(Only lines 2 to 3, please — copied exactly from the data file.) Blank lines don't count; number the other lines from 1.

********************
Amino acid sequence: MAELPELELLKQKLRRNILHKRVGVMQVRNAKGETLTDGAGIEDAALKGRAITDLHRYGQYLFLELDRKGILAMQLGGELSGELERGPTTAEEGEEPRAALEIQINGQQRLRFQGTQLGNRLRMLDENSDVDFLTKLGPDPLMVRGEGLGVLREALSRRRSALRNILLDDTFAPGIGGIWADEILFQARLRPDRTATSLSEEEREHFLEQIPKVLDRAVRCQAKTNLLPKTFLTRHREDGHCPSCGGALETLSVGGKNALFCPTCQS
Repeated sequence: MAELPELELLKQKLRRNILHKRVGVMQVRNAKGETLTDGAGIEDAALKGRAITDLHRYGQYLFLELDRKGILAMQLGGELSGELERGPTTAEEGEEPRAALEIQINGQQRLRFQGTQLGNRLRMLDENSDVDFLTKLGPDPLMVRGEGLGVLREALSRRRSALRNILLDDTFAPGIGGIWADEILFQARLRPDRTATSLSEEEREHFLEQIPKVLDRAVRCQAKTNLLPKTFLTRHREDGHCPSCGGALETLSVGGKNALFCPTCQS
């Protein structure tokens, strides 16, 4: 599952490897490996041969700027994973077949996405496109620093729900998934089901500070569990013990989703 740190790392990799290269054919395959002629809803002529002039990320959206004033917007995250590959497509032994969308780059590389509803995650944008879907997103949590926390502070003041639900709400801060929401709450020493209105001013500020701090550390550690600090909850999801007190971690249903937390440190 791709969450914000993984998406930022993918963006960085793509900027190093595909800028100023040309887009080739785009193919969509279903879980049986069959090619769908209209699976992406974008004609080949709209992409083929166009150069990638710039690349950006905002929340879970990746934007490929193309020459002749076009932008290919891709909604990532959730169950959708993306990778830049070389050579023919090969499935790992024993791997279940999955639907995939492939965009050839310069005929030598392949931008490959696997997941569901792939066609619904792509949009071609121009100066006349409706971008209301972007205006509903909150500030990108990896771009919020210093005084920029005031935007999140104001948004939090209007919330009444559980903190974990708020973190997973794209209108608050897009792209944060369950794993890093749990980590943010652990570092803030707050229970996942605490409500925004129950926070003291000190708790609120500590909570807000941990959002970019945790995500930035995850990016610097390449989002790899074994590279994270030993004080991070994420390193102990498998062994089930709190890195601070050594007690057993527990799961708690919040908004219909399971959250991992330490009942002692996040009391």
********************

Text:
Repeated sequence: MAELPELELLKQKLRRNILHKRVGVMQVRNAKGETLTDGAGIEDAALKGRAITDLHRYGQYLFLELDRKGILAMQLGGELSGELERGPTTAEEGEEPRAALEIQINGQQRLRFQGTQLGNRLRMLDENSDVDFLTKLGPDPLMVRGEGLGVLREALSRRRSALRNILLDDTFAPGIGGIWADEILFQARLRPDRTATSLSEEEREHFLEQIPKVLDRAVRCQAKTNLLPKTFLTRHREDGHCPSCGGALETLSVGGKNALFCPTCQS
């Protein structure tokens, strides 16, 4: 599952490897490996041969700027994973077949996405496109620093729900998934089901500070569990013990989703 740190790392990799290269054919395959002629809803002529002039990320959206004033917007995250590959497509032994969308780059590389509803995650944008879907997103949590926390502070003041639900709400801060929401709450020493209105001013500020701090550390550690600090909850999801007190971690249903937390440190 791709969450914000993984998406930022993918963006960085793509900027190093595909800028100023040309887009080739785009193919969509279903879980049986069959090619769908209209699976992406974008004609080949709209992409083929166009150069990638710039690349950006905002929340879970990746934007490929193309020459002749076009932008290919891709909604990532959730169950959708993306990778830049070389050579023919090969499935790992024993791997279940999955639907995939492939965009050839310069005929030598392949931008490959696997997941569901792939066609619904792509949009071609121009100066006349409706971008209301972007205006509903909150500030990108990896771009919020210093005084920029005031935007999140104001948004939090209007919330009444559980903190974990708020973190997973794209209108608050897009792209944060369950794993890093749990980590943010652990570092803030707050229970996942605490409500925004129950926070003291000190708790609120500590909570807000941990959002970019945790995500930035995850990016610097390449989002790899074994590279994270030993004080991070994420390193102990498998062994089930709190890195601070050594007690057993527990799961708690919040908004219909399971959250991992330490009942002692996040009391």